OK. You’re right. I’m totally obsessed about the Pittsburgh Penguins’ negotiations for a new arena.
Here are a few new thoughts for the new week based on negotiation principles that can be applied to purchasing.
1. Have A BATNA. I think that the first use of “BATNA” (short for best alternative to a negotiated agreement) came from the legendary negotiation book, “Getting To Yes.” Having a BATNA strengthens your negotiation position and helps ensure continuity in the event that negotiations don’t conclude positively. The Penguins clearly have a BATNA – move to Kansas City and get to play in a new facility without paying rent.
But what is Governor Rendell’s BATNA? He has alluded to the possibility of asking Gary Bettman and the NHL to block the move. And that’s not a totally bad idea. After all, the governor has indeed put a great offer on the table for the Pens. I think that it would be easy to demonstrate that the Penguins were given a great offer and are simply being greedy and unreasonable by continuing to make threats to leave.
But the NHL has more of a vested interest in keeping the Pens happy than keeping the governor happy. So that makes that BATNA not necessarily the best one.
What about pursuing other teams as a backup plan? There is likely someone that wants to create an expansion team. And what better market to introduce an expansion team into than a market where hockey has been strong for decades and there have been dozens of sellouts this year? Maybe one of the struggling Canadian franchises may be ready to move like what happened when the Quebec Nordiques became the Colorado Avalanche?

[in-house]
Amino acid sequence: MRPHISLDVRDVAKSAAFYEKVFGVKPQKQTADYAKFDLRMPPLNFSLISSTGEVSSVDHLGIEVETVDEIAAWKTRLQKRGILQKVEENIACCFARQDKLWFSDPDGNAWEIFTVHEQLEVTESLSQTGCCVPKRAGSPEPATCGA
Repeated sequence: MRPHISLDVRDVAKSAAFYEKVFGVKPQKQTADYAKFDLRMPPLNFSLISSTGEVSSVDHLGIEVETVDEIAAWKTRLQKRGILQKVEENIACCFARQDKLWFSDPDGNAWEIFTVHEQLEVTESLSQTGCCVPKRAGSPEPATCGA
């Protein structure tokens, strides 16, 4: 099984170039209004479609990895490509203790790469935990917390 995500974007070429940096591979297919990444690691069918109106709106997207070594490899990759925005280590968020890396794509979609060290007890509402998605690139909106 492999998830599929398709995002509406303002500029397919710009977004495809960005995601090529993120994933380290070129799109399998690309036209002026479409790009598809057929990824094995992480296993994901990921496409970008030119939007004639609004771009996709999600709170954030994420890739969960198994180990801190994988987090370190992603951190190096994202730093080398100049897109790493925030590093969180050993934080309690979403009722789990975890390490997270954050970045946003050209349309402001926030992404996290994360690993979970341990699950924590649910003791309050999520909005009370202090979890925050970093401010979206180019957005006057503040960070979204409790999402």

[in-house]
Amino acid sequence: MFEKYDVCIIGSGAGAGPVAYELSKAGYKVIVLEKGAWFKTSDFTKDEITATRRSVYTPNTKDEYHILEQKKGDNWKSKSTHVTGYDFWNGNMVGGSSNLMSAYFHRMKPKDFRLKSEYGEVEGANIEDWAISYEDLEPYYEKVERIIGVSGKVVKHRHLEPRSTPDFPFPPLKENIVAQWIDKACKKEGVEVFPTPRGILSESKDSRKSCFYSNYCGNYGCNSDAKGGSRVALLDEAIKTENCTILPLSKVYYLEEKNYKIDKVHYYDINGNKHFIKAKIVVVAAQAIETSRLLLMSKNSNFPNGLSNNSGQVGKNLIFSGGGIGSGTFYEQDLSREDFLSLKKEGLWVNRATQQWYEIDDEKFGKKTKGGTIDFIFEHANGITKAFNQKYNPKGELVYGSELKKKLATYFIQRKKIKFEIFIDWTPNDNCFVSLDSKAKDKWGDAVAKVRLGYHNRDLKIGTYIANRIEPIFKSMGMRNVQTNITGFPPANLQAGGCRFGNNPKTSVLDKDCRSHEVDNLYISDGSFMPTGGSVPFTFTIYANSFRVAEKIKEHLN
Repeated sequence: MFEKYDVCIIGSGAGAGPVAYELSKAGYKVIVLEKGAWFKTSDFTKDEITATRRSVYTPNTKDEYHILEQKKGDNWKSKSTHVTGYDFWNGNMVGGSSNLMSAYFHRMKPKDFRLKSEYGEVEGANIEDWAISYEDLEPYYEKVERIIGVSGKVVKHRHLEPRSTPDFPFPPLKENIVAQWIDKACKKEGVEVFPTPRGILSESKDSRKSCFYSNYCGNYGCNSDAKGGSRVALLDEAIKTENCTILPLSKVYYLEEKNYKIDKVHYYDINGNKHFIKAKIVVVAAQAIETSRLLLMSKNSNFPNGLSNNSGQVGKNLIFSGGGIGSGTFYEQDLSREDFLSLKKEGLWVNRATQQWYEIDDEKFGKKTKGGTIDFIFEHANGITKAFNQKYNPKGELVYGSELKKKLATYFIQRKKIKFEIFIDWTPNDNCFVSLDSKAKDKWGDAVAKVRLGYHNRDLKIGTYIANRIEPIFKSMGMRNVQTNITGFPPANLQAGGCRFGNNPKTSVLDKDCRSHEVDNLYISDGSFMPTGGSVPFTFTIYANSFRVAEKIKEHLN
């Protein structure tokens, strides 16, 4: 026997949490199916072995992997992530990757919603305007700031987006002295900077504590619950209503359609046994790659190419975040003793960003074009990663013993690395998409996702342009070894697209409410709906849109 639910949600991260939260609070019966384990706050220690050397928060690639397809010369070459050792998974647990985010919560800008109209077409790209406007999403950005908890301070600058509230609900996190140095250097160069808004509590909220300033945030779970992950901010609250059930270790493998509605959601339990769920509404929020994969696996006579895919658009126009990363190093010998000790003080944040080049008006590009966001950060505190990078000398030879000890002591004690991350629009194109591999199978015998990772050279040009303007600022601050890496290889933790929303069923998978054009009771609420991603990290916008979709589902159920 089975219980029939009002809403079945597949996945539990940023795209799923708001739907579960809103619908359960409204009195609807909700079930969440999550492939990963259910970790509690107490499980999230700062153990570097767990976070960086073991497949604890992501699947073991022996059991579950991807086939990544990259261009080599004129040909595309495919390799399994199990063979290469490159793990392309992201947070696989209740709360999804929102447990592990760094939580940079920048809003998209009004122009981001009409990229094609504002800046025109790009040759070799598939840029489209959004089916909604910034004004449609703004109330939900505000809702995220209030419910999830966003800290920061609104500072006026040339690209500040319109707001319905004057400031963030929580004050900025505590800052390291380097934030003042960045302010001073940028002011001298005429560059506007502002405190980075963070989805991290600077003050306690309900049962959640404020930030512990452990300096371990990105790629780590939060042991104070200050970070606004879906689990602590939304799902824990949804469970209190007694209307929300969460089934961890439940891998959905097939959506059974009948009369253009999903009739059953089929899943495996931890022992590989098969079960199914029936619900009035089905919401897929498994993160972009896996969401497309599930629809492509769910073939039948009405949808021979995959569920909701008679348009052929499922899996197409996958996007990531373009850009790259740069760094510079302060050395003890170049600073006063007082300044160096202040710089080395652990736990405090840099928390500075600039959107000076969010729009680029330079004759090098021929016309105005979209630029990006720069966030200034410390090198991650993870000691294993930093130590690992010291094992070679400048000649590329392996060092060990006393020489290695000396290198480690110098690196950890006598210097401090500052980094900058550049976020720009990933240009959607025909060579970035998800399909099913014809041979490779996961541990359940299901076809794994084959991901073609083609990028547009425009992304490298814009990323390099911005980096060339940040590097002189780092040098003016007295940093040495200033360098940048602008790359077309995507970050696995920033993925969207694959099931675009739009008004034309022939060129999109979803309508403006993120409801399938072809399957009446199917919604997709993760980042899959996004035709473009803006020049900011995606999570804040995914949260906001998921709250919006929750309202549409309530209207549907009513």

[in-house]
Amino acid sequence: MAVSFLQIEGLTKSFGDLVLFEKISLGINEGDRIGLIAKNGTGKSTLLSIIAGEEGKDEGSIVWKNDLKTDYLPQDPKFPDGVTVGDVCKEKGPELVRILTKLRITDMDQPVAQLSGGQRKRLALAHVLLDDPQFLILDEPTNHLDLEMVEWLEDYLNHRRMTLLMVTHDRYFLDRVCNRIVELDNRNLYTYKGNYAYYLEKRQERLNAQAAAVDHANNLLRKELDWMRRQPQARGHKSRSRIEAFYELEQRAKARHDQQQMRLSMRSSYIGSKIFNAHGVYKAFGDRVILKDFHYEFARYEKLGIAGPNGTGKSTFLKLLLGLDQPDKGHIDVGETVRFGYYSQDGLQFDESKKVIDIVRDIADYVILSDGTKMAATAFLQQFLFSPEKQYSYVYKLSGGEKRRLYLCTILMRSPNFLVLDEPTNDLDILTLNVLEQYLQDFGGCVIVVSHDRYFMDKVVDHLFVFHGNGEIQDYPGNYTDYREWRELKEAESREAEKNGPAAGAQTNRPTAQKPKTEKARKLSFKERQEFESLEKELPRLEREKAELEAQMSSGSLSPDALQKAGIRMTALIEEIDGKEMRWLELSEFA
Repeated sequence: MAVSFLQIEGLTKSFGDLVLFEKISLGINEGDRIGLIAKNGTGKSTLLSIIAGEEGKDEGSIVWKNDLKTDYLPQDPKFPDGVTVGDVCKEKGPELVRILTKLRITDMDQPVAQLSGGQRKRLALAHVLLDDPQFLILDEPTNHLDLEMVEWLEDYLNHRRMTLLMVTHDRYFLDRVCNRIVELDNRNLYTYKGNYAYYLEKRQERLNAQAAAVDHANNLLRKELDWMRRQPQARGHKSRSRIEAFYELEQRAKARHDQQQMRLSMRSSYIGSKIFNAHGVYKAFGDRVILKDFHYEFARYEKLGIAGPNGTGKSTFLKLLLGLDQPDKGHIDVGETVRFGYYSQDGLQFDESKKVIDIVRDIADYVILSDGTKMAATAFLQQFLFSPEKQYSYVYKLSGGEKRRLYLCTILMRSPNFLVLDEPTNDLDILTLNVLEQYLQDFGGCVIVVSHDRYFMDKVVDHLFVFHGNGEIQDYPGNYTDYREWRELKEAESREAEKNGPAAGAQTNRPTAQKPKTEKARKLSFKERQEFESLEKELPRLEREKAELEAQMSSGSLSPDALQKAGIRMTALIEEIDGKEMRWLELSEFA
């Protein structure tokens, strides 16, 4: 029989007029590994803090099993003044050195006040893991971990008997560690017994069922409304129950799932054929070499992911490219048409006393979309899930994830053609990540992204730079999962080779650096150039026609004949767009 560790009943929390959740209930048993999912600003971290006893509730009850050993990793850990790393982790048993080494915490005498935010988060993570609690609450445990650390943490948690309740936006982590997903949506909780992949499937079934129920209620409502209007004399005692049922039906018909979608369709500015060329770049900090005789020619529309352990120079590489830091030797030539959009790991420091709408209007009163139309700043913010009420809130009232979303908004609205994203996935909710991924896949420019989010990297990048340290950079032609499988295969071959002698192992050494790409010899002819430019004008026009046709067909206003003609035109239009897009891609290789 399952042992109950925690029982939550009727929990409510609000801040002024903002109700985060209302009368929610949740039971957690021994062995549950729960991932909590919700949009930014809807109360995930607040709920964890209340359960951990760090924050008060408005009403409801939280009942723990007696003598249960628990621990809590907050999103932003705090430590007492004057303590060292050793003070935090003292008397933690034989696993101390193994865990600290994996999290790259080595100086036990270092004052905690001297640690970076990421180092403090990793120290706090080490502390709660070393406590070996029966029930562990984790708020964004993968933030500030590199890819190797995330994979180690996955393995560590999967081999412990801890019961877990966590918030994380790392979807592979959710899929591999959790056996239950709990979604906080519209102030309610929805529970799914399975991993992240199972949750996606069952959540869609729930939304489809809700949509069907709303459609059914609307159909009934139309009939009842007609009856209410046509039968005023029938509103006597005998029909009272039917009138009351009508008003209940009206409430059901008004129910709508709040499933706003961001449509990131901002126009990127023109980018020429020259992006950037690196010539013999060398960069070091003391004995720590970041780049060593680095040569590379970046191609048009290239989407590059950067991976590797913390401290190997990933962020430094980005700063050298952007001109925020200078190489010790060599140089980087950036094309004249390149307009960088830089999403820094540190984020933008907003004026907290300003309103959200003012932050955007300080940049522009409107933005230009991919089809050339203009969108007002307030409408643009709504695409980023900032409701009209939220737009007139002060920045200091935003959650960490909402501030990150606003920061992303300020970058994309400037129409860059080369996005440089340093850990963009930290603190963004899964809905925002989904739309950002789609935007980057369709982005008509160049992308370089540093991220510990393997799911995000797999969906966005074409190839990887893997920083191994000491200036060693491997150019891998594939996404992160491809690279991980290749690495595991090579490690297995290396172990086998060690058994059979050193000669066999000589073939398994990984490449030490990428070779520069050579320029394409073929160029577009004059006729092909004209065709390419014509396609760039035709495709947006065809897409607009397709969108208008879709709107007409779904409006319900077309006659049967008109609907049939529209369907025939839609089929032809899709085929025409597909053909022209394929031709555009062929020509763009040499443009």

In my opinion, the governor should have a team investigating the possibility of getting another team in case the deal falls through. This would give the politicians’ team more leverage and a great BATNA that, if the Lemieux deal falls through, could even save their political careers.
Do your suppliers know that you have a BATNA?
2. Set Deadlines. Did you ever notice that things seem to get done at the last minute? Deadlines are effective negotiation tools. And this is where Kansas City is bumbling.
They’ve offered the Pens a sweet offer. But, all Lemieux and company are doing are using that as leverage in their negotiations with Rendell and co. By the way, using one supplier’s proposal just to get a better deal from a second supplier when you have no intention of making an award to the first supplier is called a “sharp practice” and is generally considered unethical.
If Kansas City was smart, they’d say “Enough is enough. We’ve made you a great offer. Don’t just use it against us. Decide by March 17th or the offer is off the table.” If the Penguins stay in Pittsburgh, I’m sure Kansas City will regret not setting such a deadline, which could have helped them land the team.
Are you using deadlines to motivate your suppliers to move?
Thank God I can relate this obsession to purchasing, huh?